ROI for Social Technologies? In a Word, Squishy - Page 2

Ann All
The biggest benefit, mentioned by nearly 60 percent of respondents, was more knowledge sharing between staff. That's been consistently named as a valuable result by those using collaboration tools. about Enterprise 2.0 technologies.

In a post I wrote last summer, I , which I described as "a sort of intranet on steroids" with collaboration features including blogs, forums, profiles, wikis and social bookmarking. A Booz Allen Hamilton executive said helps employees easily determine whom they need to contact to get the information they need. It reduced what the exec called "do you know" emails, blanket messages sent out to try to determine which colleagues can help solve a problem. Folks are "one thousand times more likely to respond" if they get a specific email or call addressed to them rather than a blanket message, he said in a short video on the Enterprise Irregulars blog. is searchable, scalable and, perhaps most important, it organizes information contained in existing BAH systems from an employee perspective rather than an IT perspective.

His points are further reinforced by results of the AIIM survey. Among other benefits mentioned by at least 20 percent of AIIM respondents: faster responses to queries and questions, fewer multi-copy emails with attachments, better cohesion and team-building, and better innovation from ideas and comments.

The squishiness of these benefits doesn't appear to be slowing plans for social technology investments. The AIIM survey found a net 15 to 20 percent of respondents plan to spend more in the next 12 months across all areas. The three biggest areas targeted for investment are social business infrastructure, social add-ons for Microsoft SharePoint and consulting services and training.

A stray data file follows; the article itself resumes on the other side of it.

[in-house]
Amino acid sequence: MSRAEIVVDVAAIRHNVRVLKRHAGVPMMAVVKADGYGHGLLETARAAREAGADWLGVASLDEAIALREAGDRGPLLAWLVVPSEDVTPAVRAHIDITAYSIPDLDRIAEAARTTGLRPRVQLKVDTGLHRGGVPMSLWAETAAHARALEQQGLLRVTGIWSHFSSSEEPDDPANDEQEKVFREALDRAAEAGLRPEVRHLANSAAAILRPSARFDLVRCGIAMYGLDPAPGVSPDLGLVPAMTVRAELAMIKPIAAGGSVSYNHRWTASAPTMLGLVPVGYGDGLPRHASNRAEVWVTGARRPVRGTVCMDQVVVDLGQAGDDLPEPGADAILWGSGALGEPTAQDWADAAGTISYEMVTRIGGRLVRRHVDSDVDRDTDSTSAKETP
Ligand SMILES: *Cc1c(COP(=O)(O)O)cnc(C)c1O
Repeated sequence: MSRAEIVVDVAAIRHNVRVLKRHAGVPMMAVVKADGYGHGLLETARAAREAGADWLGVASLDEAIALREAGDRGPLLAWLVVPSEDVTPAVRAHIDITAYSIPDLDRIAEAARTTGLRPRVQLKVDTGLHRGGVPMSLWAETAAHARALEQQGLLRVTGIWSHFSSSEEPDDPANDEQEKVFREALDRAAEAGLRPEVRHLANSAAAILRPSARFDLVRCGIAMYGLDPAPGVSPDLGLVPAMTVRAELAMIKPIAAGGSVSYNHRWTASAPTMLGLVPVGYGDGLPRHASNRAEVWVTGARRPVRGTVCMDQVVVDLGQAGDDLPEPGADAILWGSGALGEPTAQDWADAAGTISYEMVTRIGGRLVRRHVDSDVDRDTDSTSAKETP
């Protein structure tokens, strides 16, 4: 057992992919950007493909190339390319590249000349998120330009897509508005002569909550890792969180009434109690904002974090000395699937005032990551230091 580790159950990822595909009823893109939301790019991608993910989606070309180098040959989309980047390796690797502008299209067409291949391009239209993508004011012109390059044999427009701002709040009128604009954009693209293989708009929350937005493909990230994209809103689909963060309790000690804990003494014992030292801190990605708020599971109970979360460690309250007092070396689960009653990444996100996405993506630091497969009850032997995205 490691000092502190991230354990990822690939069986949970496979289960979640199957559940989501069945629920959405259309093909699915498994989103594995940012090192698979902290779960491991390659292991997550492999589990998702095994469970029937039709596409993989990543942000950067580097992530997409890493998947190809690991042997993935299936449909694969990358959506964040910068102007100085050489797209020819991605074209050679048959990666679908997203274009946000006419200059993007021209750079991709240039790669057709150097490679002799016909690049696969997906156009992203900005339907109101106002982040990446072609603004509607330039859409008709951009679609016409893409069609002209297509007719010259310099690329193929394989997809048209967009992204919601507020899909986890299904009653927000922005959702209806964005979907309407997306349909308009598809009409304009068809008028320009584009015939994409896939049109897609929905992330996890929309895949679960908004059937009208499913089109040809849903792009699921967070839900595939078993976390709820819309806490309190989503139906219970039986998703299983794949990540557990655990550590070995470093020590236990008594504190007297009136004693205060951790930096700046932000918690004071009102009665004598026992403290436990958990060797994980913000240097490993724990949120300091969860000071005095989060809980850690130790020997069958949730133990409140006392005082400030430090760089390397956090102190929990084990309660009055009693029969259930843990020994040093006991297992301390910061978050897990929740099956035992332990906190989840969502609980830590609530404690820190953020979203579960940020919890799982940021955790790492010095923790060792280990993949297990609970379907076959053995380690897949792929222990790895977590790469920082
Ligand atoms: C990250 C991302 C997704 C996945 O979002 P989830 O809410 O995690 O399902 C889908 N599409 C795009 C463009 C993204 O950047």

As Mancini told me in our interview:

Some organizations, because of culture or hierarchy or whatever, these social technologies won't work for them. But I think that group gets smaller every year. You have to figure out ways for people to work more collaboratively and productively together. People tend to be your most expensive asset, and if you're not putting these tools in their hands, you're ultimately shortchanging the company.

For folks looking for some metrics to measure the effectiveness of social technologies, I offered some from Deloitte Canada's Duncan Stewart in a post from earlier this year. Among them: Measure the speed of knowledge flows by providing social tools to some, but not all, project teams. That way you can see if groups using the tools complete their projects faster than those relying on traditional communications tools like email.

Add Comment      Leave a comment on this blog post
Nov 21, 2011 1:17 AM Janelle Janelle  says:

Thanks Ann for this post. I agree, in terms of continued social business software adoption the fact that many businesses aren't able to offer a projected ROI'is a problem. I think if you link the generic social platform with specific key business cases, structured around the way companies operate, creating products, improving products with consumer insight, identifying unmet market opportunities, process optimization that equal cost-savings, ROI starts to les squishy'as you say. This post, on how purpose-built social software designed around innovation creates measurable ROI is a great perspective:

Nov 28, 2011 1:54 AM jmz jmz  says:

ROI is dependent on just one business case and like telephone and mail now social networking is a necessity but in moderation..It should be easy to determine saved time as one can measure internal mailtraffic compared to time spent on social network.

I would be surpriced if 15 minutes spent on social networks would save less than half an hour from e-mail traffic at one mailbox.


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